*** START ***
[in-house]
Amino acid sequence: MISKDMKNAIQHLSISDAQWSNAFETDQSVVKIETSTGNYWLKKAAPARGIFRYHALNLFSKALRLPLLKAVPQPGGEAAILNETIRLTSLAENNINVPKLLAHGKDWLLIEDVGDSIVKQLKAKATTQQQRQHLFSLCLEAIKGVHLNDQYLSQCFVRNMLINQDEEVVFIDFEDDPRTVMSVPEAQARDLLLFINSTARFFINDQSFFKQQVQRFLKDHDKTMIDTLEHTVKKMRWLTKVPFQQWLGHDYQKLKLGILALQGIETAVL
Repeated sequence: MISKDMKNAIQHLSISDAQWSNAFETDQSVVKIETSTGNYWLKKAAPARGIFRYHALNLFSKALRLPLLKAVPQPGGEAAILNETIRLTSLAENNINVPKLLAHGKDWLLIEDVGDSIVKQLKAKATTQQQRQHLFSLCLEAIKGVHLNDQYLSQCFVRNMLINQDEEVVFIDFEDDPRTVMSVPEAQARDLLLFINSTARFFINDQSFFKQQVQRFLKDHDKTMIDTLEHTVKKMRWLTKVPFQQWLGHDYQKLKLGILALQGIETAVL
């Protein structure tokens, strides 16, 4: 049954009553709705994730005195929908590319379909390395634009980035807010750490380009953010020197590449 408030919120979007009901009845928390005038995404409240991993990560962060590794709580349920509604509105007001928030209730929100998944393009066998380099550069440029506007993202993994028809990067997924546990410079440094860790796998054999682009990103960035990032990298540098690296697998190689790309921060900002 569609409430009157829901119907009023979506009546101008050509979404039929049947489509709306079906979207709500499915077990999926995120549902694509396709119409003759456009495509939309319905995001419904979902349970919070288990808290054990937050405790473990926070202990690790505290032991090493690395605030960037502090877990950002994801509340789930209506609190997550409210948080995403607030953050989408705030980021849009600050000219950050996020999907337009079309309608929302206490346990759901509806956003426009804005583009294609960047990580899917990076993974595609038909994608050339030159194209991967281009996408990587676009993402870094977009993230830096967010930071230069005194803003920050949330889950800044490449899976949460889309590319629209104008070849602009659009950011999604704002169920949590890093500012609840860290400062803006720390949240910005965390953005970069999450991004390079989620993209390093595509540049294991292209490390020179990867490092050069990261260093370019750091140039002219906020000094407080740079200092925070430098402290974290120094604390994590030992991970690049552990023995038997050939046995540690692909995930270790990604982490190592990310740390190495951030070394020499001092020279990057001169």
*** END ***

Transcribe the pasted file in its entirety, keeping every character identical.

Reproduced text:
[in-house]
Amino acid sequence: MISKDMKNAIQHLSISDAQWSNAFETDQSVVKIETSTGNYWLKKAAPARGIFRYHALNLFSKALRLPLLKAVPQPGGEAAILNETIRLTSLAENNINVPKLLAHGKDWLLIEDVGDSIVKQLKAKATTQQQRQHLFSLCLEAIKGVHLNDQYLSQCFVRNMLINQDEEVVFIDFEDDPRTVMSVPEAQARDLLLFINSTARFFINDQSFFKQQVQRFLKDHDKTMIDTLEHTVKKMRWLTKVPFQQWLGHDYQKLKLGILALQGIETAVL
Repeated sequence: MISKDMKNAIQHLSISDAQWSNAFETDQSVVKIETSTGNYWLKKAAPARGIFRYHALNLFSKALRLPLLKAVPQPGGEAAILNETIRLTSLAENNINVPKLLAHGKDWLLIEDVGDSIVKQLKAKATTQQQRQHLFSLCLEAIKGVHLNDQYLSQCFVRNMLINQDEEVVFIDFEDDPRTVMSVPEAQARDLLLFINSTARFFINDQSFFKQQVQRFLKDHDKTMIDTLEHTVKKMRWLTKVPFQQWLGHDYQKLKLGILALQGIETAVL
């Protein structure tokens, strides 16, 4: 049954009553709705994730005195929908590319379909390395634009980035807010750490380009953010020197590449 408030919120979007009901009845928390005038995404409240991993990560962060590794709580349920509604509105007001928030209730929100998944393009066998380099550069440029506007993202993994028809990067997924546990410079440094860790796998054999682009990103960035990032990298540098690296697998190689790309921060900002 569609409430009157829901119907009023979506009546101008050509979404039929049947489509709306079906979207709500499915077990999926995120549902694509396709119409003759456009495509939309319905995001419904979902349970919070288990808290054990937050405790473990926070202990690790505290032991090493690395605030960037502090877990950002994801509340789930209506609190997550409210948080995403607030953050989408705030980021849009600050000219950050996020999907337009079309309608929302206490346990759901509806956003426009804005583009294609960047990580899917990076993974595609038909994608050339030159194209991967281009996408990587676009993402870094977009993230830096967010930071230069005194803003920050949330889950800044490449899976949460889309590319629209104008070849602009659009950011999604704002169920949590890093500012609840860290400062803006720390949240910005965390953005970069999450991004390079989620993209390093595509540049294991292209490390020179990867490092050069990261260093370019750091140039002219906020000094407080740079200092925070430098402290974290120094604390994590030992991970690049552990023995038997050939046995540690692909995930270790990604982490190592990310740390190495951030070394020499001092020279990057001169």